Against all odds and projections, Donald J. Trump became the 45th president of the United States — finally proving America would rather have an alleged rapist and admitted sexual assaulter in the White House than a woman with decades of political experience.
Trump’s victory is perhaps one of the biggest upsets in the U.S. history. Despite being mired in a heap of scandals, gaffes and over a dozen sexual assault accusations, the real estate mogul managed to seize 276 electoral votes. His Democratic opponent, Hillary Clinton, only won 218.
How did this even happen?
From the Republican officials who supported Trump’s candidacy to the voters who made the unimaginable possible — we are all to blame. We elected the man who bragged about grabbing women “by the p***y” and proposed to ban 1.3 billion people of an entire religion from entering the country as our commander-in-chief.
We brought this upon ourselves.
The fact that Trump doesn’t have any military or political experience didn’t matter in the end. Neither did his shamelessness over avoiding payment of taxes.
Hatred and anger fueled his election campaign — hatred against Latinos, against African Americans, against Muslims, against immigrants … basically, he spewed poison against anyone who was not a white male Catholic.
Tragically, that is exactly what ended up handing him the fate of the country.
The former reality TV star-turned-GOP candidate declared climate change a hoax created by China, pledged to take away health care coverage from 20 million people with no discernible plans to replace it, called for more torture and related techniques to deal with inmates, called for using nukes and allegedly violated Cuban embargo, then lied about it.
The controversial president-elect also fat-shamed former Miss Universe Alicia Machado, suggested women need “some form of punishment” for abortion, mocked a disabled reporter at a rally, delivered racist remarks about a judge, called Mexicans “rapists” and insulted a Gold Star family.
Twelve women (at last count) have accused Trump of inappropriate sexual behavior. One of his alleged victims claim the sexist businessman repeatedly raped her in 1994 when she was just 13.
The list just goes on.
So, the question we should be asking isn’t how this happened but why it happened.
Clinton’s email scandal, blown out of proportion by the media, was nowhere near as troublesome as all the illogical things her adversary said before and during his presidential campaign.
Was the idea of a woman sitting in the Oval Office so repugnant that the voters opted to choose a man who doesn’t even pay his taxes over a former secretary of state with years of political experience? Are we ever going to grow out of this bubble of sexism?
Sadly, if we haven’t done it by now, chances are we’ll never succeed.
The lesson of this election is that when the media normalize racism, sexism, fascism, lying & stupidity, it has political consequences.— Bruce Bartlett (@BruceBartlett) November 9, 2016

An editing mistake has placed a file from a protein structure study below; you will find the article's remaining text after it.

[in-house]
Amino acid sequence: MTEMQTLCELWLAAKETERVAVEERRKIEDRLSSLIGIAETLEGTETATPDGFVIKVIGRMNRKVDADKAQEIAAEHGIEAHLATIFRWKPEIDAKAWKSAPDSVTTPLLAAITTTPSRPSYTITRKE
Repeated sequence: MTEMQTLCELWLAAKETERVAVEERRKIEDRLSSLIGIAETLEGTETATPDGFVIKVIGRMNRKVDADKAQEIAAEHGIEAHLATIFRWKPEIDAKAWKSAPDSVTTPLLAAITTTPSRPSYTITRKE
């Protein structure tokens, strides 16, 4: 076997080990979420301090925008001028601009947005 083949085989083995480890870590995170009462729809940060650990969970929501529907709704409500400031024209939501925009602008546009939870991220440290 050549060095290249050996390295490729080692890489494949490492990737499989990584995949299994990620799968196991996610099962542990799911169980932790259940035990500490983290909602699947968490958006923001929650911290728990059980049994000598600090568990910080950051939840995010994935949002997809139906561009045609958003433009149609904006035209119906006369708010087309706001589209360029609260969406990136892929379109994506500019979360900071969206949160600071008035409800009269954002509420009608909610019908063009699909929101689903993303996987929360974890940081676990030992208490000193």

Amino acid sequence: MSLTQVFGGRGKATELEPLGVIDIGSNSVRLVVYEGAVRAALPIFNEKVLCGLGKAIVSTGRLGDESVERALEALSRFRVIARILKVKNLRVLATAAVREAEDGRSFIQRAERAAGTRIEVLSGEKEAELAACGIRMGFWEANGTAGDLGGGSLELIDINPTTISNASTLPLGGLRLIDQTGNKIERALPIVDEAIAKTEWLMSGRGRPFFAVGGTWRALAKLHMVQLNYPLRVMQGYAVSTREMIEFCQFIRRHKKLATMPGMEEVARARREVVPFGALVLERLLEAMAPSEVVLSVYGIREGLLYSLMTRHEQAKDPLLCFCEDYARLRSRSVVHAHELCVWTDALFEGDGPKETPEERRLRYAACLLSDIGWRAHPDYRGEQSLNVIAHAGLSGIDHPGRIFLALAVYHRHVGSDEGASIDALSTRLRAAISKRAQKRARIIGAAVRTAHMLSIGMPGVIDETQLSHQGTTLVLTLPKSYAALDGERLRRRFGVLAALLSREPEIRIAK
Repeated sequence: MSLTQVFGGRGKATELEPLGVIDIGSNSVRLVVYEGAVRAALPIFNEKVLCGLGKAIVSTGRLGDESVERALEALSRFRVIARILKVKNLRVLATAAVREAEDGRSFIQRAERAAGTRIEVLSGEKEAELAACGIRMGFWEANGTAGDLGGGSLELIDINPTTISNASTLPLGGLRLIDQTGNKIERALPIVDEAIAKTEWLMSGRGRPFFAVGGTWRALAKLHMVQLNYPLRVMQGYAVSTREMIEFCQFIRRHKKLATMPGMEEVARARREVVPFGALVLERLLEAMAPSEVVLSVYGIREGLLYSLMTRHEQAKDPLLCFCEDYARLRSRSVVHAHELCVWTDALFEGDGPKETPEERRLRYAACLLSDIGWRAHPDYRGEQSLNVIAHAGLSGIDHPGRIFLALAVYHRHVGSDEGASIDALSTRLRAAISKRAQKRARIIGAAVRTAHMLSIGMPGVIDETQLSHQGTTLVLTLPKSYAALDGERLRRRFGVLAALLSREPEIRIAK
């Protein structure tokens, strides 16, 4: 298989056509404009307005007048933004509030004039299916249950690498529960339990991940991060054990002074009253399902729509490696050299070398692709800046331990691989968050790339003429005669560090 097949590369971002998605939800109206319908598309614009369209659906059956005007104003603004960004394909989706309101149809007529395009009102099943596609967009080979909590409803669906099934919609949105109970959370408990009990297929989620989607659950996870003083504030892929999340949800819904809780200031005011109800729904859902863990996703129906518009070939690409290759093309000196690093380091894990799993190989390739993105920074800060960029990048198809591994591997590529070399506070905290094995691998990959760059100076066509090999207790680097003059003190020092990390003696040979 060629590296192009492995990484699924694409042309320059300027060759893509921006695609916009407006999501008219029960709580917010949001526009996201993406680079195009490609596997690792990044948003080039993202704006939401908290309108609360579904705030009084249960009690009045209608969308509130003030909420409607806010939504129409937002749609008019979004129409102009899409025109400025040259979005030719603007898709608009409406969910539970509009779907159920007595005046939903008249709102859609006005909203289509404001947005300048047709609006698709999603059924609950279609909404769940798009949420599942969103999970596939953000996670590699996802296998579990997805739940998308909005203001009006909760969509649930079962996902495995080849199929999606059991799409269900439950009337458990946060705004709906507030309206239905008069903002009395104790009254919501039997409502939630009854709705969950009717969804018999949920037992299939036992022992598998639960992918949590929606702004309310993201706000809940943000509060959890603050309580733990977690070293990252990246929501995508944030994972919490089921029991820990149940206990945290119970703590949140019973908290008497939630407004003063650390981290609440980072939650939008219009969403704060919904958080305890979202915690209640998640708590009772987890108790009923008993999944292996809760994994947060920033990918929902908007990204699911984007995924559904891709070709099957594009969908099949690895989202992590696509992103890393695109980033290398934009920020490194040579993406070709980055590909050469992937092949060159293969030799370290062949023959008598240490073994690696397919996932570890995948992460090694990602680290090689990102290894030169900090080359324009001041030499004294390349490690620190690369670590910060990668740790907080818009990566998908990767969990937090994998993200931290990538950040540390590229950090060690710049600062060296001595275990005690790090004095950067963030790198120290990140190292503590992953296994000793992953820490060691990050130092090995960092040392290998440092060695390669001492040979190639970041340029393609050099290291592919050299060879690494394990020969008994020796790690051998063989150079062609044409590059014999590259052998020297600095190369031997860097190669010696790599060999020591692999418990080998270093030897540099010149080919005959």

Racism, sexism and hate won #RIPAmerica ????— Drits (@DrichMiranda) November 9, 2016
63% white men— Nosheen Iqbal (@NosheenIqbal) November 9, 2016
52% white women
13% black men
4% black women
33% latino men
26% latino women
is not 'the disconnected'. it's the mainstream?
Trump will be "President for all Americans"*— Mariam Veiszadeh (@MariamVeiszadeh) November 9, 2016
*Except African Americans, Muslims, Mexicans, women & other minority groups. #USElection
I think people must now move from stopping Trump from being President to protecting those he threatened: Muslims, Women, Minorities etc.— JJ. Omojuwa (@Omojuwa) November 9, 2016
The fact that Trump can become president with a pending rape charge proves this country hates women. https://t.co/LuUFkG1yKB— unfukwittable ?? (@Jeyownah) November 9, 2016
The CNN exit polls, collected from a sample of 24,537 respondents at 350 polling places, show that white people of nearly all ages, genders, and education levels voted Trump.
College-educated white women remained the only exception.
Whites made up 70 percent of voters, 58 percent of whom chose the Republican candidate. Meanwhile, 21 percent of non-whites also voted red. Similarly, among white men who made up 34 percent of voters, 63 percent voted Trump while 31 percent voted Clinton. Among white women (37 percent), 53 percent voted for Trump and 43 percent chose Clinton.
On the other hand, Clinton won 88 percent of the black vote, which was down from President Obama's 93 percent support in 2012. Trump only won 8 percent of the black vote, which did not come as much of a surprise.
Clinton also won 65 percent of the Latino vote compared to Trump’s 29 percent.
These stats are a clear indicator that apart from gender discrimination, race and ethnicity also played a major part in this election.
In fact, former Imperial Wizard of Ku Klux Klan summed Trump’s presidency up rather nicely:
It looks like the beginning of a new era for white supremacy — and it is absolutely terrifying.